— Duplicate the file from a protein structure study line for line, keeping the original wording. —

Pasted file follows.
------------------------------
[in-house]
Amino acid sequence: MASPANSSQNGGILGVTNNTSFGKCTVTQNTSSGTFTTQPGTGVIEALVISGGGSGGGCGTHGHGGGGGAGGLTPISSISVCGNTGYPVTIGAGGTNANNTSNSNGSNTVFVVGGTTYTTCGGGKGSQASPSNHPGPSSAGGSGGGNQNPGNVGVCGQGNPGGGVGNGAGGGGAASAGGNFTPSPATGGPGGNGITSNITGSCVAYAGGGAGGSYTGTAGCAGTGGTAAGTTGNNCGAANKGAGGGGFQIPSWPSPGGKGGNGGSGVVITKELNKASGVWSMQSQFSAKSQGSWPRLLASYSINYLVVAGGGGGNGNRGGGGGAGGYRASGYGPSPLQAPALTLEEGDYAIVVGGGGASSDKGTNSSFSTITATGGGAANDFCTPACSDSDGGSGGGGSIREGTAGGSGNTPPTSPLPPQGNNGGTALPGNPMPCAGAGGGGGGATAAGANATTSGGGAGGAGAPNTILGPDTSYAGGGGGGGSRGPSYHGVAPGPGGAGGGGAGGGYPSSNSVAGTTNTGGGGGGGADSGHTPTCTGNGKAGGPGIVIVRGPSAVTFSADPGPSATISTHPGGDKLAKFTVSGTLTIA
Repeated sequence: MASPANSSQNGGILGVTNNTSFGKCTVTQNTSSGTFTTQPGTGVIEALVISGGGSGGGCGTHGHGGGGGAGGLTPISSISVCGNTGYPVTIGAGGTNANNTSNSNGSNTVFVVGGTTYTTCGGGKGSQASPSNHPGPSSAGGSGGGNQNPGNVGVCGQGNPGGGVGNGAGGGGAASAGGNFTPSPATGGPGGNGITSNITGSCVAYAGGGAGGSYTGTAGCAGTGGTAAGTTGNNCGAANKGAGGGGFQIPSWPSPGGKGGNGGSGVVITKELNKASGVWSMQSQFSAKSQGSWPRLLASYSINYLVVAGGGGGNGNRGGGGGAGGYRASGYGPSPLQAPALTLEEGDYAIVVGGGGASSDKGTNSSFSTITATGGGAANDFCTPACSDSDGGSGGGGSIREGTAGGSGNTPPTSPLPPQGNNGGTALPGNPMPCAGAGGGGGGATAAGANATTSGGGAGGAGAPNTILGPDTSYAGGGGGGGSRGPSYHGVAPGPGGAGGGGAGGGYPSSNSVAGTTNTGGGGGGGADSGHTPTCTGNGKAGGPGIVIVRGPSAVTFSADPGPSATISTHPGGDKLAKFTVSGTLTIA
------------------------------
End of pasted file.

[in-house]
Amino acid sequence: MASPANSSQNGGILGVTNNTSFGKCTVTQNTSSGTFTTQPGTGVIEALVISGGGSGGGCGTHGHGGGGGAGGLTPISSISVCGNTGYPVTIGAGGTNANNTSNSNGSNTVFVVGGTTYTTCGGGKGSQASPSNHPGPSSAGGSGGGNQNPGNVGVCGQGNPGGGVGNGAGGGGAASAGGNFTPSPATGGPGGNGITSNITGSCVAYAGGGAGGSYTGTAGCAGTGGTAAGTTGNNCGAANKGAGGGGFQIPSWPSPGGKGGNGGSGVVITKELNKASGVWSMQSQFSAKSQGSWPRLLASYSINYLVVAGGGGGNGNRGGGGGAGGYRASGYGPSPLQAPALTLEEGDYAIVVGGGGASSDKGTNSSFSTITATGGGAANDFCTPACSDSDGGSGGGGSIREGTAGGSGNTPPTSPLPPQGNNGGTALPGNPMPCAGAGGGGGGATAAGANATTSGGGAGGAGAPNTILGPDTSYAGGGGGGGSRGPSYHGVAPGPGGAGGGGAGGGYPSSNSVAGTTNTGGGGGGGADSGHTPTCTGNGKAGGPGIVIVRGPSAVTFSADPGPSATISTHPGGDKLAKFTVSGTLTIA
Repeated sequence: MASPANSSQNGGILGVTNNTSFGKCTVTQNTSSGTFTTQPGTGVIEALVISGGGSGGGCGTHGHGGGGGAGGLTPISSISVCGNTGYPVTIGAGGTNANNTSNSNGSNTVFVVGGTTYTTCGGGKGSQASPSNHPGPSSAGGSGGGNQNPGNVGVCGQGNPGGGVGNGAGGGGAASAGGNFTPSPATGGPGGNGITSNITGSCVAYAGGGAGGSYTGTAGCAGTGGTAAGTTGNNCGAANKGAGGGGFQIPSWPSPGGKGGNGGSGVVITKELNKASGVWSMQSQFSAKSQGSWPRLLASYSINYLVVAGGGGGNGNRGGGGGAGGYRASGYGPSPLQAPALTLEEGDYAIVVGGGGASSDKGTNSSFSTITATGGGAANDFCTPACSDSDGGSGGGGSIREGTAGGSGNTPPTSPLPPQGNNGGTALPGNPMPCAGAGGGGGGATAAGANATTSGGGAGGAGAPNTILGPDTSYAGGGGGGGSRGPSYHGVAPGPGGAGGGGAGGGYPSSNSVAGTTNTGGGGGGGADSGHTPTCTGNGKAGGPGIVIVRGPSAVTFSADPGPSATISTHPGGDKLAKFTVSGTLTIA